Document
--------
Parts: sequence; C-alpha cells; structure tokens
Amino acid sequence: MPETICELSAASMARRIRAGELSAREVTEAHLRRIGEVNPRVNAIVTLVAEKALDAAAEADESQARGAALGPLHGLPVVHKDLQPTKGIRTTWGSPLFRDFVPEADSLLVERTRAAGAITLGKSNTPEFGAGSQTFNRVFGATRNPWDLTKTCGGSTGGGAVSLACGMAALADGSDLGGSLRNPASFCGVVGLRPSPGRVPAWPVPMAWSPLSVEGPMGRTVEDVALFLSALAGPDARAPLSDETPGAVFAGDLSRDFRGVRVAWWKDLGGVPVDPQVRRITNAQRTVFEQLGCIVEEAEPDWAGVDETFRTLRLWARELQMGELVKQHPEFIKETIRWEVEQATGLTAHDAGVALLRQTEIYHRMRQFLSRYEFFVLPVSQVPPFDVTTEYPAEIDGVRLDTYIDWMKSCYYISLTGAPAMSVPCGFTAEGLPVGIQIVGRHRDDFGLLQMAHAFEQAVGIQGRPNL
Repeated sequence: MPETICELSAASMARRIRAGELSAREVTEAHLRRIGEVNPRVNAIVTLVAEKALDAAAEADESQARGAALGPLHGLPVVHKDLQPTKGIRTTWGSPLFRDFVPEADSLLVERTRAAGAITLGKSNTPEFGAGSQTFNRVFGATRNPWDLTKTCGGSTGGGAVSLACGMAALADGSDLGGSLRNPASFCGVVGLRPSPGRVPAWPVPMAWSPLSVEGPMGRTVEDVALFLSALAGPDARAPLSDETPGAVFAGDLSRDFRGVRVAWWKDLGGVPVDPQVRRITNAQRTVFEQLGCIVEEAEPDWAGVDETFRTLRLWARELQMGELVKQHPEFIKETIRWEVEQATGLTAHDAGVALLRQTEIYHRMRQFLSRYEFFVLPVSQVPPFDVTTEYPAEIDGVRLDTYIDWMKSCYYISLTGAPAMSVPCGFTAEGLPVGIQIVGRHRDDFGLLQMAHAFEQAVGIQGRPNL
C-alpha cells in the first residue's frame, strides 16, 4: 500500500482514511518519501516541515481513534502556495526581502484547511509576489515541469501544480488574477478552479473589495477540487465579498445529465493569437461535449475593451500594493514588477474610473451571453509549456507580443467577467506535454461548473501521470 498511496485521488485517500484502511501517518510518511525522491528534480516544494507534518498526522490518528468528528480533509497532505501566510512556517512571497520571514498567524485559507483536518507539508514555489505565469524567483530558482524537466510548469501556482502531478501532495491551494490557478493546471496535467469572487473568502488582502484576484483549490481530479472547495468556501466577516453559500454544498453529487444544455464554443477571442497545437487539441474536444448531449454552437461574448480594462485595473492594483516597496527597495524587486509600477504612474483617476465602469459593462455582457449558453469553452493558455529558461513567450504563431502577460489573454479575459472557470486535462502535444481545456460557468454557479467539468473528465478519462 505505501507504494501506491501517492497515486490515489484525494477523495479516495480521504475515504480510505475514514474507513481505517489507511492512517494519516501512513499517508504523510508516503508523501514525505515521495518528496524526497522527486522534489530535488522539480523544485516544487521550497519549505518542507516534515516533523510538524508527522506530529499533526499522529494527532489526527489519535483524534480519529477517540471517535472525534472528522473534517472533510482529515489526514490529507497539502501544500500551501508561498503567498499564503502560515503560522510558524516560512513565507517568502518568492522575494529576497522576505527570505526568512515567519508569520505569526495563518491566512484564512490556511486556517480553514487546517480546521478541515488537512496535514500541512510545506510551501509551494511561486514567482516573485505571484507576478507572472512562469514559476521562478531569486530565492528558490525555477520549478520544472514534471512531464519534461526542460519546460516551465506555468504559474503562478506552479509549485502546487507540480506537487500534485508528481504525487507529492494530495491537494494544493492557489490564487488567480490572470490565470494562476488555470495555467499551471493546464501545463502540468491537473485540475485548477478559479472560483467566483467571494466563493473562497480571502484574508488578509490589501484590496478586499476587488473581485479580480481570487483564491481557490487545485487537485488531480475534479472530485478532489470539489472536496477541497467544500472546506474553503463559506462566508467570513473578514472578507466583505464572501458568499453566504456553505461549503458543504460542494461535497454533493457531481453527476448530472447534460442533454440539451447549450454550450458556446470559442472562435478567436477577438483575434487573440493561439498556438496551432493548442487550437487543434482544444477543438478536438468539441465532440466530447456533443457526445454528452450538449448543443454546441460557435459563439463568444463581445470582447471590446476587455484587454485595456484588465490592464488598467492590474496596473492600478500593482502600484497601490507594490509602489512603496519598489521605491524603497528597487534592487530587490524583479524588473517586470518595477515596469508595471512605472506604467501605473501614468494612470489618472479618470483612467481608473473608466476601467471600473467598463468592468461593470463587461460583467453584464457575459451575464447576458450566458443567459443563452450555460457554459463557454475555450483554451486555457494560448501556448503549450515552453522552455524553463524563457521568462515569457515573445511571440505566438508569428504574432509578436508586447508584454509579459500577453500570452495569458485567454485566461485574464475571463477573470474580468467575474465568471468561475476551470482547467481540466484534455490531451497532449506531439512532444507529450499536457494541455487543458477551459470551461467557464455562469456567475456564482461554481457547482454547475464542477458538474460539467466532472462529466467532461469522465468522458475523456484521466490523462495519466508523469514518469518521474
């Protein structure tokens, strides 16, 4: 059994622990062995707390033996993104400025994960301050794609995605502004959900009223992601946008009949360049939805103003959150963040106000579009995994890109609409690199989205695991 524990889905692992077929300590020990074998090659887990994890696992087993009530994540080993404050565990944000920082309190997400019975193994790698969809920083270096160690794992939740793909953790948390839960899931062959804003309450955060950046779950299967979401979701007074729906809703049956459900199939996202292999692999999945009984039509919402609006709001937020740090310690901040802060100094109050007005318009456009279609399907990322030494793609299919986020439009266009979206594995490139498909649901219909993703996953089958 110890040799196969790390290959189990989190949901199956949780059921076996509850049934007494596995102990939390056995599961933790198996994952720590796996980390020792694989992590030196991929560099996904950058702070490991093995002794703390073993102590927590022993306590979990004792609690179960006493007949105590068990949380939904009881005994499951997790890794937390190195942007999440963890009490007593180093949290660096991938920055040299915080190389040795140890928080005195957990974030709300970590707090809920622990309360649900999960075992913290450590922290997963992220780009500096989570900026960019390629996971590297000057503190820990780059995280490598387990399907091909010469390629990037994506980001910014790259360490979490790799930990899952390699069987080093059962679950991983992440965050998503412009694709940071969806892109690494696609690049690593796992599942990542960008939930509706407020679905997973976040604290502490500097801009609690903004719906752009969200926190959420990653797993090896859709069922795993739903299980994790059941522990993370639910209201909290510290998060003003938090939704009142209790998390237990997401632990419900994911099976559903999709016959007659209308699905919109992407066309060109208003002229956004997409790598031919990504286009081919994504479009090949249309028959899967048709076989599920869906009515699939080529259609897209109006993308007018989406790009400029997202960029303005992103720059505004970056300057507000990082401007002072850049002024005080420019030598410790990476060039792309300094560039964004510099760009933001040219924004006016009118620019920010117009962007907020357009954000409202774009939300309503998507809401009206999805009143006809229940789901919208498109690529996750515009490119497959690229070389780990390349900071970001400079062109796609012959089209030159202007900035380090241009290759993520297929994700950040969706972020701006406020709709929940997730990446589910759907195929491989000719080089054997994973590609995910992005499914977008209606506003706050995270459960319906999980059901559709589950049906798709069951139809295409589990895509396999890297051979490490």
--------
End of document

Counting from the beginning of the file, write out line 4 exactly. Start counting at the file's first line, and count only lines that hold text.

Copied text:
C-alpha cells in the first residue's frame, strides 16, 4: 500500500482514511518519501516541515481513534502556495526581502484547511509576489515541469501544480488574477478552479473589495477540487465579498445529465493569437461535449475593451500594493514588477474610473451571453509549456507580443467577467506535454461548473501521470 498511496485521488485517500484502511501517518510518511525522491528534480516544494507534518498526522490518528468528528480533509497532505501566510512556517512571497520571514498567524485559507483536518507539508514555489505565469524567483530558482524537466510548469501556482502531478501532495491551494490557478493546471496535467469572487473568502488582502484576484483549490481530479472547495468556501466577516453559500454544498453529487444544455464554443477571442497545437487539441474536444448531449454552437461574448480594462485595473492594483516597496527597495524587486509600477504612474483617476465602469459593462455582457449558453469553452493558455529558461513567450504563431502577460489573454479575459472557470486535462502535444481545456460557468454557479467539468473528465478519462 505505501507504494501506491501517492497515486490515489484525494477523495479516495480521504475515504480510505475514514474507513481505517489507511492512517494519516501512513499517508504523510508516503508523501514525505515521495518528496524526497522527486522534489530535488522539480523544485516544487521550497519549505518542507516534515516533523510538524508527522506530529499533526499522529494527532489526527489519535483524534480519529477517540471517535472525534472528522473534517472533510482529515489526514490529507497539502501544500500551501508561498503567498499564503502560515503560522510558524516560512513565507517568502518568492522575494529576497522576505527570505526568512515567519508569520505569526495563518491566512484564512490556511486556517480553514487546517480546521478541515488537512496535514500541512510545506510551501509551494511561486514567482516573485505571484507576478507572472512562469514559476521562478531569486530565492528558490525555477520549478520544472514534471512531464519534461526542460519546460516551465506555468504559474503562478506552479509549485502546487507540480506537487500534485508528481504525487507529492494530495491537494494544493492557489490564487488567480490572470490565470494562476488555470495555467499551471493546464501545463502540468491537473485540475485548477478559479472560483467566483467571494466563493473562497480571502484574508488578509490589501484590496478586499476587488473581485479580480481570487483564491481557490487545485487537485488531480475534479472530485478532489470539489472536496477541497467544500472546506474553503463559506462566508467570513473578514472578507466583505464572501458568499453566504456553505461549503458543504460542494461535497454533493457531481453527476448530472447534460442533454440539451447549450454550450458556446470559442472562435478567436477577438483575434487573440493561439498556438496551432493548442487550437487543434482544444477543438478536438468539441465532440466530447456533443457526445454528452450538449448543443454546441460557435459563439463568444463581445470582447471590446476587455484587454485595456484588465490592464488598467492590474496596473492600478500593482502600484497601490507594490509602489512603496519598489521605491524603497528597487534592487530587490524583479524588473517586470518595477515596469508595471512605472506604467501605473501614468494612470489618472479618470483612467481608473473608466476601467471600473467598463468592468461593470463587461460583467453584464457575459451575464447576458450566458443567459443563452450555460457554459463557454475555450483554451486555457494560448501556448503549450515552453522552455524553463524563457521568462515569457515573445511571440505566438508569428504574432509578436508586447508584454509579459500577453500570452495569458485567454485566461485574464475571463477573470474580468467575474465568471468561475476551470482547467481540466484534455490531451497532449506531439512532444507529450499536457494541455487543458477551459470551461467557464455562469456567475456564482461554481457547482454547475464542477458538474460539467466532472462529466467532461469522465468522458475523456484521466490523462495519466508523469514518469518521474